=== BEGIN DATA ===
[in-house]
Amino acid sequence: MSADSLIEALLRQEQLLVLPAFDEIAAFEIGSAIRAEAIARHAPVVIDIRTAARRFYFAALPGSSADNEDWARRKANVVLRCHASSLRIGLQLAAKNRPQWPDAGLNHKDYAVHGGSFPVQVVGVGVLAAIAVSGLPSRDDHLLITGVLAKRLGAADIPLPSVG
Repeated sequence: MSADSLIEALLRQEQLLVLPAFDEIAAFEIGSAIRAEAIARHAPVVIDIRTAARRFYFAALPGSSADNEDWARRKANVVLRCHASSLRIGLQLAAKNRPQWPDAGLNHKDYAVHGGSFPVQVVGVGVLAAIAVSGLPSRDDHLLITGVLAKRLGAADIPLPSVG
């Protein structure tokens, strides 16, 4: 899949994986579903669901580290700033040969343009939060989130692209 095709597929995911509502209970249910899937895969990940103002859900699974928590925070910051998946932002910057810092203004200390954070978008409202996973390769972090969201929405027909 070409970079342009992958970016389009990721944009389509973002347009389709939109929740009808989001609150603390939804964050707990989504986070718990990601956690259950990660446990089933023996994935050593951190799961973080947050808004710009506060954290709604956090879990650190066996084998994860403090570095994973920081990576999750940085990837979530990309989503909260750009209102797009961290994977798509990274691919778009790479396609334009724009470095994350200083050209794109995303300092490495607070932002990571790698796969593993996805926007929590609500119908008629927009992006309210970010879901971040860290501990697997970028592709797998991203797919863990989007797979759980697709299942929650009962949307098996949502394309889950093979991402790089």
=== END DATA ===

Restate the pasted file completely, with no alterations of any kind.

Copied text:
[in-house]
Amino acid sequence: MSADSLIEALLRQEQLLVLPAFDEIAAFEIGSAIRAEAIARHAPVVIDIRTAARRFYFAALPGSSADNEDWARRKANVVLRCHASSLRIGLQLAAKNRPQWPDAGLNHKDYAVHGGSFPVQVVGVGVLAAIAVSGLPSRDDHLLITGVLAKRLGAADIPLPSVG
Repeated sequence: MSADSLIEALLRQEQLLVLPAFDEIAAFEIGSAIRAEAIARHAPVVIDIRTAARRFYFAALPGSSADNEDWARRKANVVLRCHASSLRIGLQLAAKNRPQWPDAGLNHKDYAVHGGSFPVQVVGVGVLAAIAVSGLPSRDDHLLITGVLAKRLGAADIPLPSVG
């Protein structure tokens, strides 16, 4: 899949994986579903669901580290700033040969343009939060989130692209 095709597929995911509502209970249910899937895969990940103002859900699974928590925070910051998946932002910057810092203004200390954070978008409202996973390769972090969201929405027909 070409970079342009992958970016389009990721944009389509973002347009389709939109929740009808989001609150603390939804964050707990989504986070718990990601956690259950990660446990089933023996994935050593951190799961973080947050808004710009506060954290709604956090879990650190066996084998994860403090570095994973920081990576999750940085990837979530990309989503909260750009209102797009961290994977798509990274691919778009790479396609334009724009470095994350200083050209794109995303300092490495607070932002990571790698796969593993996805926007929590609500119908008629927009992006309210970010879901971040860290501990697997970028592709797998991203797919863990989007797979759980697709299942929650009962949307098996949502394309889950093979991402790089």